Stewart Rhodes interviews Oath Keeper SWAT Officer About the LaVoy Finicum Shooting
In this audio Interview Stewart Rhodes interviews Greg McWhirter, an Oath Keeper SWAT officer, about the road block and tactics used on LaVoy Finicum and the rest of the Citizens for Constitutional Freedom on that fateful night last Tuesday, January 26, 2016. Greg gives us his expert insight into why most police departments across the country no longer use road blocks, as was used in Oregon this last week that ended with such needless bloodshed.
Greg has requested a copy of the Oregon State Police’s policies, and we are waiting to review them, but the danger of roadblocks is reflected in the Portland Police department’s policy, which forbids the use of a roadblock (a.k.a. “barricade”) in the manner in which we saw used last week:
630.05 VEHICLE PURSUITS:
d. Barricading: Barricading is considered deadly physical force and subject to DIR 1010.10.
1. Barricading requires the approval of a supervisor. Furthermore, the barricade must be set up in such a manner as to afford the fleeing suspect ample time to see the barricade and stop his/her vehicle.
Go here to read the policy.
We can also look to The National Institute of Justice document Restrictive Polices for High Speed Police Pursuits which states:
Boxing-In, Ramming, and RoadblocksBoxing-in and ramming to be used only against violent felons and with permission by sworn supervisor monitoring pursuit. Not to be used by officers who have not completed prescribed training. Roadblocks allowed when possible to pick safe location.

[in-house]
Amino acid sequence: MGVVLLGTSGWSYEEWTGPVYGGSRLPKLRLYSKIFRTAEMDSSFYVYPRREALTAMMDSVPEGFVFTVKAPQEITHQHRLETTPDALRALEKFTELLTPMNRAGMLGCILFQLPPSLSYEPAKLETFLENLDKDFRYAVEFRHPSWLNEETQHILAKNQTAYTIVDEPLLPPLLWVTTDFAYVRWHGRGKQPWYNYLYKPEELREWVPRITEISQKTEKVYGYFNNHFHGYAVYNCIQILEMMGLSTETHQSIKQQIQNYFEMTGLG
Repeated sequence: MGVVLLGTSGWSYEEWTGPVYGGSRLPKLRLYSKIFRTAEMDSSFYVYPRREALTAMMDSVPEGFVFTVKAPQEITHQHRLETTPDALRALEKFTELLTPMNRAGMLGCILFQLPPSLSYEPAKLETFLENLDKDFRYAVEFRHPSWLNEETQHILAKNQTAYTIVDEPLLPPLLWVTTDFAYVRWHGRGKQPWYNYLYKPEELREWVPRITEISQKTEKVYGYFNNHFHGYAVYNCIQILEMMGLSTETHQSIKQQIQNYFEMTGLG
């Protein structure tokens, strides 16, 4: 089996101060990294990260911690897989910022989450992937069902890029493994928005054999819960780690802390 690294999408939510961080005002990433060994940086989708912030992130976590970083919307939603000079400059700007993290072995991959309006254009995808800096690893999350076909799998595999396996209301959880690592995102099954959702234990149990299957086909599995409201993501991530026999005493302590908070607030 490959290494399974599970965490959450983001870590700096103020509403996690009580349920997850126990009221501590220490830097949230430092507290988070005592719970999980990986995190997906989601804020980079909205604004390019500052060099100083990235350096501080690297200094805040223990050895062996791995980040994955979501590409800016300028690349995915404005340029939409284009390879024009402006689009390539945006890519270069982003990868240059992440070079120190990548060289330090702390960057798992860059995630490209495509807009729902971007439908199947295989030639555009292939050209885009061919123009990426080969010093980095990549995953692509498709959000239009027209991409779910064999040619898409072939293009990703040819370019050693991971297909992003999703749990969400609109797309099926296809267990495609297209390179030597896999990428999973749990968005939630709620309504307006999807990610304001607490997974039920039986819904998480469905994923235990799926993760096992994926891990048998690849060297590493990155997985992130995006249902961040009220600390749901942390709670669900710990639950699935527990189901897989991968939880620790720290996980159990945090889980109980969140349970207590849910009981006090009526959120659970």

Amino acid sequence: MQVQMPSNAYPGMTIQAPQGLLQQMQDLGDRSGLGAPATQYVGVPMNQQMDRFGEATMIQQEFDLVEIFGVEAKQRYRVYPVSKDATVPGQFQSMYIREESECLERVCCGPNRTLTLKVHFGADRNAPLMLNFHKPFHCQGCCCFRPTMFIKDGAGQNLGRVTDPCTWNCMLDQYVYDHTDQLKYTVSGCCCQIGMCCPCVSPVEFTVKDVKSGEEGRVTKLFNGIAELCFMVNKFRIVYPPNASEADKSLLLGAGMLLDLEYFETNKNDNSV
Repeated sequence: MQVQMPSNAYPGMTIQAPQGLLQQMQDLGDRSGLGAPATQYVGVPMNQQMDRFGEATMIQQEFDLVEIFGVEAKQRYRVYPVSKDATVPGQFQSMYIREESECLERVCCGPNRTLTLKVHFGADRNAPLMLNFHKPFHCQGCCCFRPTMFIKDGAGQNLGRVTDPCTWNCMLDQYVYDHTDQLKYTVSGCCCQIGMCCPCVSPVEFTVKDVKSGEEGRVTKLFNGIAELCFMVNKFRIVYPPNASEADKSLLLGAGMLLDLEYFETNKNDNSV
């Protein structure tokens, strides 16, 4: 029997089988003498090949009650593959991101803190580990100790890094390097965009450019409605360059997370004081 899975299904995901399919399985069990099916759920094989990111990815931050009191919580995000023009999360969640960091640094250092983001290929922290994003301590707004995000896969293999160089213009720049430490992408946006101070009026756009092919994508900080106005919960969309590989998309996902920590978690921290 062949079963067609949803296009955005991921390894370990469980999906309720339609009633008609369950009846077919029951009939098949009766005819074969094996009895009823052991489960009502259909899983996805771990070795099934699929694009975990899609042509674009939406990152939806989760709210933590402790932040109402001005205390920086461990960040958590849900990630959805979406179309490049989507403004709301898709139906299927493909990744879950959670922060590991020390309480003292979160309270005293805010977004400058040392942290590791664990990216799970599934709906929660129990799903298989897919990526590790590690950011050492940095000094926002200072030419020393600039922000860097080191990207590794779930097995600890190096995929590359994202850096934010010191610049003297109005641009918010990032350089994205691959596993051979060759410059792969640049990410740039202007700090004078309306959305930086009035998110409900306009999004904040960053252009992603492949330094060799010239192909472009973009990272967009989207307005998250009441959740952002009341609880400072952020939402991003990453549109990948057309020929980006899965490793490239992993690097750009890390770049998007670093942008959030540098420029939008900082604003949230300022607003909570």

Roadblocks are “dangerous and difficult to properly establish.” No roadblock maybe established until both dispatcher and pursuing officer have been notified. There are three kinds of roadblock:1. Fixed roadblocks, which block road to extent that little or no outlet remains.”Fixed roadblocks are extremely dangerous and are rarely justifiable.”
Greg and Stewart discuss how this barricade/roadblock was placed after a curve, which did not afford Lavoy ample time to see the barricade and stop his vehicle. Greg also covers exactly why barricading/use of roadblocks is considered deadly force and inherently dangerous and life-threatening, and why most jurisdictions in the United States considers them antiquated, and have gotten away from using them.
They also discuss the shooting itself, in detail.
Greg McWhirter has 11 years experience with the Marion County Sheriffs Office (MCSO)in Indianapolis, Indiana. He spent seven years as investigator and four years on the MCSO tactical team. He is also an Indiana Law Enforcement Academy certified instructor.